We have a lot of sympathy this week for Marie Osmond and her family, in the aftermath of the suicide death of her son, Michael Bryan. Recent speculation that Marie’s son was a closeted gay man in agony has been fueled by Roseann Barr’s vicious blog entry. The internet is abuzz with criticism of the Osmond family and that poor unloved gay son, the Mormon church’s anti gay stance, and accusations that the Osmonds must be hypocrites if they draw strength and faith from their church.
This really doesn’t have much to do with straight spouses – but it’s about family, and how families are judged. We straight spouses sure know a lot about that. We are so often judged by people who never have experienced having a spouse reveal that they are gay. People who just know that this would never happen to them. People who know what they would do if they were us. People who know just what we oughtta do.
We know all about the judgments of folks who think it’s no biggie to find out your spouse is gay,
Or who think you ought to just join up with the fight for gay rights,
Or who think that your children should never be allowed near those people,
Or who think that you had to have known, what, you stupid or something,
Or who think that having a lesbian wife is so hot you lucky man.
Constantly, straight spouses are judged by people who actually KNOW NOTHING.
A time of loss and profound grief has been publicly responded to with unwarranted personal attacks on Marie, her family, and their religion, all in the name of gay rights. There’s a powerful amount of judgment going on, and any denial of these so called “truths” is met with cynicism and hateful sneers. Many straight spouses know EXACTLY how this feels, including the ones who are Mormon, or former Mormons.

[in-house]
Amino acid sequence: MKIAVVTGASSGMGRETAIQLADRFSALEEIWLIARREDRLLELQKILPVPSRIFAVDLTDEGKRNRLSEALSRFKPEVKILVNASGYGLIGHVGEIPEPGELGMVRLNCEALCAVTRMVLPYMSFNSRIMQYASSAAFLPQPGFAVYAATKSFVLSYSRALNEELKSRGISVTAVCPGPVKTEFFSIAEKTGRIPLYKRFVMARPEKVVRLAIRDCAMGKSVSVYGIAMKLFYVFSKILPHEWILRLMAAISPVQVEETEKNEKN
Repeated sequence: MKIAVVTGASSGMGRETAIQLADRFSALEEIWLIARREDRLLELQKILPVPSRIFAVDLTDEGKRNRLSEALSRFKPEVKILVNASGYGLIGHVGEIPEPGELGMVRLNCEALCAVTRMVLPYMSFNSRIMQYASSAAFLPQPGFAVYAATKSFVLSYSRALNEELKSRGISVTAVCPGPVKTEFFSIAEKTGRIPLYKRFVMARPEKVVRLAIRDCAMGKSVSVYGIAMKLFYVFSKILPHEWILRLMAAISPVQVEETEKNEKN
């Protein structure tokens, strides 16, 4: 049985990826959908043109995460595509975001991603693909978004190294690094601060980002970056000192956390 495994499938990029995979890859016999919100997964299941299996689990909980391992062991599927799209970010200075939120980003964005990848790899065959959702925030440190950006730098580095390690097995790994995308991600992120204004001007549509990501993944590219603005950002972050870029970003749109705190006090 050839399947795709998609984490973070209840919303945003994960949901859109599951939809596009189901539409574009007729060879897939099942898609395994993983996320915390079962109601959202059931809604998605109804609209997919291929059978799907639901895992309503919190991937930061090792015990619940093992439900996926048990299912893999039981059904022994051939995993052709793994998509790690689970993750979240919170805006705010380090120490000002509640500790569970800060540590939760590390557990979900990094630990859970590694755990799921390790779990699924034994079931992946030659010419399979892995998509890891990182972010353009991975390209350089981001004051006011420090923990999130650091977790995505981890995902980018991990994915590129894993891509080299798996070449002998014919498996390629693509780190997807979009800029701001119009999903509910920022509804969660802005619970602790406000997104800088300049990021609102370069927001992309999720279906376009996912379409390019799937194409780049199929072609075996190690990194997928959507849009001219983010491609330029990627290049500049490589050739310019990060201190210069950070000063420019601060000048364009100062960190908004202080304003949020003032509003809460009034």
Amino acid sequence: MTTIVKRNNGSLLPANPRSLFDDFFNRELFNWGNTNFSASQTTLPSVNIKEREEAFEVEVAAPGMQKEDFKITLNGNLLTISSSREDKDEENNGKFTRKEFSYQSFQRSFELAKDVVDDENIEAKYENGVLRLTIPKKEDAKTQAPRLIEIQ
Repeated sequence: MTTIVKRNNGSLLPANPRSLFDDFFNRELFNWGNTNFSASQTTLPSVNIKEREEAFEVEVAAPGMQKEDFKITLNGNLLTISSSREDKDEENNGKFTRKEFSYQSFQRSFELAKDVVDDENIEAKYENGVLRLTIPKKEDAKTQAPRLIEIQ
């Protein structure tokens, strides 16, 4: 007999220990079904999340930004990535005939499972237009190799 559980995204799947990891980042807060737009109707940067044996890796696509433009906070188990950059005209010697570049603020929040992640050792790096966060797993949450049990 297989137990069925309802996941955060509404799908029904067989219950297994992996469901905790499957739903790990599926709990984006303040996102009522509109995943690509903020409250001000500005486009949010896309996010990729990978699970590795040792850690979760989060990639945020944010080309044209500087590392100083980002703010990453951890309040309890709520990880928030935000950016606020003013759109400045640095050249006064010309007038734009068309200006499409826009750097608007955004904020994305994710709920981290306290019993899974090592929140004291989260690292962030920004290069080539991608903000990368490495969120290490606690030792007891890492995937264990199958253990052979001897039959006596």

Here are some facts:
1. There are no news reports that Marie’s son was gay. His closest friend denies that he was.
2. Gay or straight, he’s dead. He suffered from depression, addictions, and was estranged from his father. Gay or straight, that’s enough to send any young adult out the window.
3. Marie has given public support to her daughter who is openly lesbian.
4. Marie has stated that she supports gay marriage.
5. Marie is taking steps to move forward with her life.
The death of a child is one of the most profound losses any parent can experience. The entire process is flooded for many parents with doubts, what ifs, should haves. The know it alls who are poised to tell a mother that if only she’d left her church her son would have been “accepted” and not committed suicide, are a mindless, thoughtless, cruel rabble of bitter, twisted hatemongers.
When Marie’s daughter Jessica came out, this blog gave Marie a bouquet of “paper roses” for her public support. We do not get to choose being parents of gay men and women, or husbands and wives of people who have a latent realization that they are gay,lesbian, bisexual, or transsexual. It happens in our families. All our families. How we deal with it is what matters.
It’s very hard to deal with your grief at the death of your child when people you don’t know are blasting you for hating gay people all over the internet. Especially when you’ve said you don’t!
So Marie, from us to you – here’s another bouquet. With our heartfelt sympathy for your grief and loss.